Our modern world is so complicated and creates many pressures for teenagers. While technology makes it seem as though the world is very different, some age old problems can still affect our kids. And, as parents, we can’t always shield our children from negative influences from the media or from our children’s peers. One of the most dangerous influences includes the use and abuse of alcohol.
From print ads to coming of age films to Sunday Night Football games, the lure of alcohol is all around. According to the CDC, underage drinking is a major public health issue. Eleven percent of the alcohol consumed in the United States is drunk by youth 12 to 20 years of age. Illegal in all 50 states, alcohol use by anyone under 21 has serious legal consequences for children and sometimes their parents.
How to Tell if Your Child is Drinking
During the teen years, children become more secretive. As they try to figure out the changes in their bodies, their place in their community, and explore limitations, parents may notice that their children are developing new, and sometimes, dissatisfying habits that are in the normal course of development. However, there are key signs that parents should not ignore that could indicate that their son or daughter is experimenting or drinking alcohol. Any combination of these signs could be an indication:
1. Decline in grades and negative behavior in school
2. Mood swings and/or personality changes
3. Change in peer group or more negative friends, which are known to experiment or use alcohol
4. Excessive use of heavy mouth washes or mints
5. Change in appetite and increased complaints about stomach problems
6. Unusual need for extra money
7. Change in physical appearance
8. Missing alcoholic beverages or specific medicines from home
09. Obvious physical signs of red eyes, slurring speech and poor coordination
If several of these warning signs describe your child’s behavior, you may want to investigate further. Your child may be having problems in school, the community or even in your home. Ignorance is never bliss in parenting and continued problems could put your child at risk of physical injury, health problems, school and legal trouble.
Self-Evaluation, Confrontation and Communication
Before you approach your child about possibly having an alcohol problem, you need to consider your own relationship with alcohol. Do you socially drink? Have you ever drunk in excess? Does a close relative drink? In most cases, one in every five people, know an alcoholic. Once you self evaluate, you need to figure out the best way to approach your child.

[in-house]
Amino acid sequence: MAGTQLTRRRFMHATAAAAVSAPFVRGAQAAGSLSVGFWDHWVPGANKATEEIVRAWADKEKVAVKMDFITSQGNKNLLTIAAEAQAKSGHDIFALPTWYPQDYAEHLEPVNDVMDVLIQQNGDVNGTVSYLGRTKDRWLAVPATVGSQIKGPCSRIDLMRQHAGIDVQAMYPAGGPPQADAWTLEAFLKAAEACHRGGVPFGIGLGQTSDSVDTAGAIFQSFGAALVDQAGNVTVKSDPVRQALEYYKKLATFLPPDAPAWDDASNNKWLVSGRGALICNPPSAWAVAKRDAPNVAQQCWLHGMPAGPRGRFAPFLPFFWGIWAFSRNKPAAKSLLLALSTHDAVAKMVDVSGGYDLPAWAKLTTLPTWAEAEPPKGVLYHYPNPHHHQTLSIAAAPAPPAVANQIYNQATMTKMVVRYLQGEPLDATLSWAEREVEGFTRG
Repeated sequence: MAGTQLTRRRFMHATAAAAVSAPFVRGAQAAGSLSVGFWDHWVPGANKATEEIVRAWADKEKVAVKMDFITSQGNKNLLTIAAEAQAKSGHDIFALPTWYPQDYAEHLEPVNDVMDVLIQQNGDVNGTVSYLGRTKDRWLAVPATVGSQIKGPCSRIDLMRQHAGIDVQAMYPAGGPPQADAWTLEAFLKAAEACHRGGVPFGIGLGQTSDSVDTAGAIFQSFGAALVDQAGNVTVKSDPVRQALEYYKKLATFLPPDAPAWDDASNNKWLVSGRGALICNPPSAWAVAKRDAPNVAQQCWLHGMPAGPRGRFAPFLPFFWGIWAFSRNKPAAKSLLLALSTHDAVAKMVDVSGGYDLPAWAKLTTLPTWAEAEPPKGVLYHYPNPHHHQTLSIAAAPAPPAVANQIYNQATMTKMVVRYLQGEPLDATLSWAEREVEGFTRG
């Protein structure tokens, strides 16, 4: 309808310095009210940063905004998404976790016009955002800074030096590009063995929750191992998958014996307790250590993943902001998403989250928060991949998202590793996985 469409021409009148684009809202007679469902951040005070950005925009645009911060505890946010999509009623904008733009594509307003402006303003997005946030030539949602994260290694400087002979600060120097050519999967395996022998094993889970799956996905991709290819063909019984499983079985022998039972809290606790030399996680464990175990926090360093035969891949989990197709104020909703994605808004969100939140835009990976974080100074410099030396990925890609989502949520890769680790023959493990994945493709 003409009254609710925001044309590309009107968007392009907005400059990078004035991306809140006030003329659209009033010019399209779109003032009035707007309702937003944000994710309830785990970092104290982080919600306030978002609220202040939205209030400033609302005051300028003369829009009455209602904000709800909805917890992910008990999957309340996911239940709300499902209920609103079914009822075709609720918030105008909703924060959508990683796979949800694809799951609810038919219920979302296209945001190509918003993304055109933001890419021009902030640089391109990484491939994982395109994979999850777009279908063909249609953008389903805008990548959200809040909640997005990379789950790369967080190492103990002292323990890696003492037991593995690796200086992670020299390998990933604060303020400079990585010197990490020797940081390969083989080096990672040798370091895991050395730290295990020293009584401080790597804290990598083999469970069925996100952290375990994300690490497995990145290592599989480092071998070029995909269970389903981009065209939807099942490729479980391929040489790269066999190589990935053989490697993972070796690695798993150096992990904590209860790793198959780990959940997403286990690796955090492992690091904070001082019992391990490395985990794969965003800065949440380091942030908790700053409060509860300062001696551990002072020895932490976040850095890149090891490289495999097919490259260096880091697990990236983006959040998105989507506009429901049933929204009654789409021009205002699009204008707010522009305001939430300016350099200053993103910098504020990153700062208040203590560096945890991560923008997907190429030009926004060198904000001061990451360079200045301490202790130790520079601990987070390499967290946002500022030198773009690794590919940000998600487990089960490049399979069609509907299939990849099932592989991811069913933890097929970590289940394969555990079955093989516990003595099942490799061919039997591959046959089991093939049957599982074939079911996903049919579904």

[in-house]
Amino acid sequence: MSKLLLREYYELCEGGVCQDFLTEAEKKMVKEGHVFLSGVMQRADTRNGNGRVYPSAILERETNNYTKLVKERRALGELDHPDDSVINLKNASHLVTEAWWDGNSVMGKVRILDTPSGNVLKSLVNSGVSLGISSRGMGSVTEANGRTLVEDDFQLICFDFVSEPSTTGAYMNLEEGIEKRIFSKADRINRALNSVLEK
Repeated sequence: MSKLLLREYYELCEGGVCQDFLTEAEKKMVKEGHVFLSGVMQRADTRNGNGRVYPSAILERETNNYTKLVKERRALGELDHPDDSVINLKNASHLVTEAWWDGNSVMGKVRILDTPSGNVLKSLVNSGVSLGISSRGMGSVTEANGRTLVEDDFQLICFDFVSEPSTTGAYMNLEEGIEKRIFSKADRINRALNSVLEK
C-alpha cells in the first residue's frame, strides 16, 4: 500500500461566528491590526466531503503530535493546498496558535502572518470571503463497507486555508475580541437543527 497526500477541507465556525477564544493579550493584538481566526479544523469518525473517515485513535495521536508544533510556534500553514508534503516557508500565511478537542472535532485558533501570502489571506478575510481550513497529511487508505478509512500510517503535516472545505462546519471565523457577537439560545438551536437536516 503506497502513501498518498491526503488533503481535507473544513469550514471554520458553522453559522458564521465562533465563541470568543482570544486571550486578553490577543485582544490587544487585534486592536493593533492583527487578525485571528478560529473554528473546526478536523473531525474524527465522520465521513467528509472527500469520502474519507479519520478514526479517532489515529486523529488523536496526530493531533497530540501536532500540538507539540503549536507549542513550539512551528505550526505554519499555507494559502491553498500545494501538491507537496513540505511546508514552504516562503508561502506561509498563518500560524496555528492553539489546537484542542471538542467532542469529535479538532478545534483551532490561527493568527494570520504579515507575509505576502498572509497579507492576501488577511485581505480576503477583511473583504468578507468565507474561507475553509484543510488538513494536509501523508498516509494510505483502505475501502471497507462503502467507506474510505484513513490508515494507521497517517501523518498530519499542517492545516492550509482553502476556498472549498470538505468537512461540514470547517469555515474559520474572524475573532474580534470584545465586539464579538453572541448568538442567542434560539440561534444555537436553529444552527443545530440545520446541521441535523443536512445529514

Alcohol, though better regulated than most, is a drug. There are dangers that your child may face by using or being around people who use drugs. Studies show that some high schoolers binge drink, drive while drunk or ride with others who have been drinking. As a parent, you must discuss these issues you’re your child. If your child becomes resistant to having the “don’t use alcohol” conversation, you must be persistent. If your child denies use, you won’t be able to home test like you would for other illegal substances. The human body metabolizes alcohol more quickly than marijuana. If your child confesses, then you need to take the next step and discover what is compelling them to drink and possibly abuse alcohol.
Underlying depression, low self esteem, needing to be accepted, unrealized stresses can all be culprits in your child’s alcohol use. Deal with these carefully. Do not become preachy or belligerent. Be open and even talk about getting counseling or other help.
The Plan for Action
Teens that consume alcohol are bright and often athletic individuals and they don’t view drinking a few beers as a real problem. However, there are daily reports of teens driving and dying drunk or teens being arrested for public drunkenness and vandalism. Drinking teens are troubled teens.
You can seek help from a psychologist if your child’s drinking is related to internal family issues or parental alcohol issues. Medical professionals can provide individual and family counseling. However, there are also community- based and out-of-home placements programs that offer provide alcohol and prevention services, such as In-Patient Substance Abuse Programs.
Sometimes, teens just need someone to speak with them- one-on-one. In these cases, in-home programs are a great resource. Youth can receive private and individualized counseling and guidance from a trained professional who comes to the home.
In those rare cases where your child’s alcohol use results in court involvement, Juvenile Drug Treatment Court (JDTC) programs or Crisis Center/Residential Treatment Facilities may be an option. Compliance with these programs may be offered in lieu of restitution, detention time or juvenile commitment.
Also, many states, including Florida, have taken a “Zero Tolerance” approach to underage drinking. They are enforcing stricter laws on college campuses, state roadways, and even in schools. Parents, based on many Parental Responsibility Acts, may be liable for any damages linked to their child’s underage drinking.
In the United States, nearly 5,000 young people under the age of 21 die as a result of underage drinking each year. Of this number, almost 2000 deaths occur as a result of motor vehicle accidents. While media campaigns, stricter laws, and community based programs may be part of the solution, a teen and his or her family need to have open and honest dialog in order to find a solution that works for the benefit of themselves and their family.